Last month, the FIDO Alliance released specifications that attempt to remove passwords from authentication. A few years ago, Google was already "declaring war on passwords", even publishing an interesting article in IEEE Security and Privacy: Authentication at Scale. While some improvements have been made, like Google Authentication for 2-factor authentication, it does not appear to be widely implemented.
The FIDO Alliance, however, is looking to change that with their Universal Authentication Framework (UAF) and Universal Second Factor (U2F) standards.
|UAF and U2F process graphic from the FIDO Alliance|
Apparently a device with the UAF stack accepts either biometric input or a pin code to authenticate to UAF. UAF itself apparently keeps the user's private key for associated websites. This key is used to send a login response when challenged.
A site or browser prepared to accept FIDO authentication can/will offer a user the option if a FIDO device is present. The first time a device is identified, a user will be offered the option to register their FIDO authenticator and use it. Subsequently, the registered device is automatically detected at the site and the user is presented with options for authentication, until/unless the user opts in or out. Please note that FIDO authentication is entirely device-centric. The authentication exchange occurs only between the FIDO device and the authenticating FIDO server, and the exchange is only in crypto.1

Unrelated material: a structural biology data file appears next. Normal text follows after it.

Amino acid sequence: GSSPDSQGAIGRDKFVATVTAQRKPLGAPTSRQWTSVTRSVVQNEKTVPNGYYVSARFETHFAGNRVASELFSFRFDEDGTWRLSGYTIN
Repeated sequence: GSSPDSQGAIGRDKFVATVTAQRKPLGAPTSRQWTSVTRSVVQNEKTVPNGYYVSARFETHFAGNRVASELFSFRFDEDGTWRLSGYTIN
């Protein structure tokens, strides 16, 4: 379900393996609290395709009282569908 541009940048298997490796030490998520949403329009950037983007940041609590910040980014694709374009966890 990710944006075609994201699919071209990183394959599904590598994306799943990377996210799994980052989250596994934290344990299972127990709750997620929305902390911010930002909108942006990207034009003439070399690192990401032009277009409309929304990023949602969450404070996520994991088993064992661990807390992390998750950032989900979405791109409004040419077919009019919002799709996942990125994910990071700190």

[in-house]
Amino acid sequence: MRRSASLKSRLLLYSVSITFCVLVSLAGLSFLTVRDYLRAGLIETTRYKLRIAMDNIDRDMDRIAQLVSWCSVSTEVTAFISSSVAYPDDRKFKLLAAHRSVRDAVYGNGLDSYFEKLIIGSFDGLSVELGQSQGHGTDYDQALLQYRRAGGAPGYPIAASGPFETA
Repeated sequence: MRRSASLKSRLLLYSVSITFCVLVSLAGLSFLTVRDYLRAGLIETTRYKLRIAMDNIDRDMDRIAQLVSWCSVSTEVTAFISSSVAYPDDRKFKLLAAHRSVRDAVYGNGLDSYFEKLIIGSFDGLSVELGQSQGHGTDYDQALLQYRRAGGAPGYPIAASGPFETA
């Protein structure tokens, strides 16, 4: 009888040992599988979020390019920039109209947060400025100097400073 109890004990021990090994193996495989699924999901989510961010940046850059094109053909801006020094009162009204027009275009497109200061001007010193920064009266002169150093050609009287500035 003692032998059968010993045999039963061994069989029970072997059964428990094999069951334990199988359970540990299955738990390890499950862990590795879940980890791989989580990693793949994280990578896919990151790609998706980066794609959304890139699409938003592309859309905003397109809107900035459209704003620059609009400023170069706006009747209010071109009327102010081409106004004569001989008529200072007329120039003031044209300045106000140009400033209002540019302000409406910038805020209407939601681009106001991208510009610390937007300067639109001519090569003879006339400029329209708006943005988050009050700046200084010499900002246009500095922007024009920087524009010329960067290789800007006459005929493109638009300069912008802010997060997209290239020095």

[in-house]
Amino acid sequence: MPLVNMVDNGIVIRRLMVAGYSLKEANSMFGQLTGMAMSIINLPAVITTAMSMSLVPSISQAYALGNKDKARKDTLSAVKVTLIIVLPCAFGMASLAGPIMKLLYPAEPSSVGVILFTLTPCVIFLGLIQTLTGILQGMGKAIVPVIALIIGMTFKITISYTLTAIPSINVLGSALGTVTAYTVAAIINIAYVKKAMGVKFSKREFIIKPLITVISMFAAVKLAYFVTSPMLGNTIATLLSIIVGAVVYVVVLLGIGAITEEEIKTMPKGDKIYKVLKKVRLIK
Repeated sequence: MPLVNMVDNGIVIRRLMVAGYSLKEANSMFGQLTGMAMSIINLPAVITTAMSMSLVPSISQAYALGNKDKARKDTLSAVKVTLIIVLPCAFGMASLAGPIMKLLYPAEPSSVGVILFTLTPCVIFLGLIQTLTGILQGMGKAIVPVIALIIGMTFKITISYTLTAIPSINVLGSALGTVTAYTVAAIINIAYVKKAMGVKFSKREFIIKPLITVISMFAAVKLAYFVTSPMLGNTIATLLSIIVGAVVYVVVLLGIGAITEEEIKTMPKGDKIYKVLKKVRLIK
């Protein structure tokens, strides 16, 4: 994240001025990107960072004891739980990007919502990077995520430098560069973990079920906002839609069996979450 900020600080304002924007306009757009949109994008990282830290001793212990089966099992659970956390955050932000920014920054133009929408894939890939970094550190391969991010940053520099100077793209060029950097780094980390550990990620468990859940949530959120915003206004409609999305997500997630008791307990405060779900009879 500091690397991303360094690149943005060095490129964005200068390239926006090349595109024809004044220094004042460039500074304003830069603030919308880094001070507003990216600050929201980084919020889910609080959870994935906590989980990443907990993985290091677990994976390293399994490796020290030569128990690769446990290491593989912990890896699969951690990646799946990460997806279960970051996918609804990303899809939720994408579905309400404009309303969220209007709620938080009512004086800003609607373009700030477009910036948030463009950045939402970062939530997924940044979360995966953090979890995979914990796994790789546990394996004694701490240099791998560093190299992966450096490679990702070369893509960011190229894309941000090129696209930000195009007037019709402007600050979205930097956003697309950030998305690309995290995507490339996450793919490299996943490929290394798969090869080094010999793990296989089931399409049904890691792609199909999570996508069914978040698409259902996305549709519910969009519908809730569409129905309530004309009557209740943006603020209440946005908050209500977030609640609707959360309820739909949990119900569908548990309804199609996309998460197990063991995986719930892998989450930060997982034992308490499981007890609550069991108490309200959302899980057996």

U2F is not much different. It appears to be a USB or similar device much like PAM USB. Because the authentication is device-centric, backup pass codes to unlock the device are not interesting to an attacker (unless they can get local access).
Though a U2F device may store a password (really, it can be a 4-digit PIN) as a fallback for a user to unlock their own device locally (to effect changes, for example), this application can use a very simple, fixed password or code. In this way, the U2F PIN is not at all like OTP. The PIN available to a U2F user never needs to change, because it never does anything but allow a user to unlock the device locally. The PIN is only relevant to the FIDO device, so there is never the need to share to a server or a network, such as OTP must do. It has no value to a hacker, because it is meaningless to the server.1
While this system may help with support for better authentication, of course there will have to be a 'fall back' method. Right now this comes in the form of backup one-time-passwords, which criminals have proven are easily stolen. Overall, this system appears to still be vulnerable to downgrade attacks (not every system will support this standard), and ultimately user error, but it does make things more difficult for mass attacks while still (potentially) being relatively easy for the end user.
Rightly, the FIDO Alliance answers the question "What makes FIDO different?" The answer being that they are providing on online crypto / authentication framework. Luckily, the FIDO Alliance has some big names that should be able to support large-scale standards like this for a long time. If not, basic passwords are better than security systems that can't be updated.
1 Clarification provided by Suzanne Matick↩